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$295m committed to inclusive digital infrastructure

By Adeyemi Adepetun
27 September 2022   |   3:54 am
At the just concluded 77th session of the United Nations General Assembly, high-level representatives from governments, civil society, the private sector, philanthropy and international organisations

Countries to share digital public goods and best practices for global goals

At the just concluded 77th session of the United Nations General Assembly, high-level representatives from governments, civil society, the private sector, philanthropy and international organisations agreed to scale up efforts to build safe, trusted and inclusive digital public infrastructure (DPI) to achieve a more sustainable and equitable world.

To this end, they committed to sharing digital public goods, knowledge, and learnings, while providing an initial $295 million in funding to support the development and adoption of inclusive DPI, scaling technical assistance and deeper capacity building.

The event with the theme, ‘the future of digital cooperation: building resilience through safe, trusted, and inclusive digital public infrastructure’, marks the first significant gathering of countries to advance the development and use of DPI and especially through digital public goods (DPGs).

The forum noted that as the world enters the third year of the COVID-19 pandemic, it faces a combination of global crises: from disease, food insecurity, political instability and economic volatility to climate change.

Accordingly, effective and inclusive DPI, interoperable digital platforms that enable basic, society-wide transactions, such as ID systems, digital payments, and trusted data sharing – have shown to be a key mechanism to transform service delivery and increase resilience for future crises.

The forum claimed that DPGs – open source software, data, AI models, standards, and content – are rapidly becoming indispensable digital cooperation tools, helping countries shorten their learning and adoption curve as they build DPI.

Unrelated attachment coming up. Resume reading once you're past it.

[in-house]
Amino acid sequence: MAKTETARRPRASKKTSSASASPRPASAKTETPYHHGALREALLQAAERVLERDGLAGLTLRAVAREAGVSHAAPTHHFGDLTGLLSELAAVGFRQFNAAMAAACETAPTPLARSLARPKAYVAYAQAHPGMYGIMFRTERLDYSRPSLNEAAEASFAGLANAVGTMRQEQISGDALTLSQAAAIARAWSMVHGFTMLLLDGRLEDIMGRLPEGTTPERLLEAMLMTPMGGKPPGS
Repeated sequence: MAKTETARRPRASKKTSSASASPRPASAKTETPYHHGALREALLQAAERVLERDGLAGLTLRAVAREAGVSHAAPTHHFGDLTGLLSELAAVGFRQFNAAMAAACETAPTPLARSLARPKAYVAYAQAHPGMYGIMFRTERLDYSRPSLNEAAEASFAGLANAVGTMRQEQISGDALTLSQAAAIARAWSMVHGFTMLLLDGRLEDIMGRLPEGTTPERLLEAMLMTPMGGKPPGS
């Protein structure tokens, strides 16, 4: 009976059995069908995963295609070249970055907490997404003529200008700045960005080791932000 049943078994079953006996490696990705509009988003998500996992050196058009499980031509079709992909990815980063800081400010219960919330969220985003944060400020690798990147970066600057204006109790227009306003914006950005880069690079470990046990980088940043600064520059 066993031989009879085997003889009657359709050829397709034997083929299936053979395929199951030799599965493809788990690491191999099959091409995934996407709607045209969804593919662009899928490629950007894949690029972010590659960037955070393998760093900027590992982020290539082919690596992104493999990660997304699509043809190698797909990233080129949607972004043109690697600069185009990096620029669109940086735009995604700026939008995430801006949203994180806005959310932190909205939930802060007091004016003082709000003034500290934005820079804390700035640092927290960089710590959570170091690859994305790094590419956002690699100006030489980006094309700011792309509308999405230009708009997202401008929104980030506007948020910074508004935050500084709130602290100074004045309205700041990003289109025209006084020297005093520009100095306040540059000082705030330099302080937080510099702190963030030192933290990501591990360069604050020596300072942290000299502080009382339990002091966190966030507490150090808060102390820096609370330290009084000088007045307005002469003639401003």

“From cash transfers and food distribution to e-commerce and innovative models of education, digital economy, and healthcare delivery, inclusive DPI systems have become critical to enabling meaningful delivery of public and private services and underpinning the achievement of a range of Sustainable Development Goals (SDGs), including poverty reduction, financial inclusion, women’s economic empowerment, and climate resilience,” the forum noted.

The event was chaired by the United Nations Development Programme (UNDP) together with co-hosts including members and partners of the Digital Public Goods Alliance – the Governments of Estonia, Germany, Norway and Sierra Leone, the Bill & Melinda Gates Foundation, UNICEF, Smart Africa, and the World Bank Group. It brought together high-level representatives from these organizations alongside global leaders from the Dominican Republic, India, Mauritania, Mexico, Peru, Singapore, Timor Leste, Togo, Ukraine, USA, the European Commission, H.M. Queen Máxima of the Netherlands in her capacity as the United Nations Secretary-General’s Special Advocate for Inclusive Finance for Development (UNSGSA), International Telecommunication Union (ITU), and members of the private sector and civil society to rally behind a compelling shared vision for accelerating the development of and use of DPI and DPGs, in line with the Sustainable Development Goals.

UN Secretary-General, António Guterres, described the event as an opportunity to set in place building blocks for a bold vision of inclusive DPI that leaves no one behind and accelerates implementation of the SDGs.

President, World Bank Group, David Malpass, said: “There have been severe reversals in development, and global policy trends suggest these will persist. Digital public infrastructure is a vital part of our response. Digital identification, payment, and data sharing platforms have made it possible for countries to respond more effectively, more transparently, at a greater speed and scale, and with more security and privacy. For the digital transformation to be successful, we need to be trusted, quality, and inclusive public infrastructure, accessible and affordable Internet, and the development of digital skills.”

Bill Gates, the Co-chair of Bill & Melinda Gates Foundation, said there is not a single SDG that digital public infrastructure won’t advance in one way or another.

Gates stressed that it is amazing in international development when one targeted investment can have spillover effects in almost every issue area we care about.

“This is why the Bill & Melinda Gates Foundation is joining with governments and donors to invest more in digital public infrastructure. I urge everyone – leaders of countries in a position to build digital public infrastructure and leaders in a position to support it – to recognise the great promise of this moment,” Gates stated.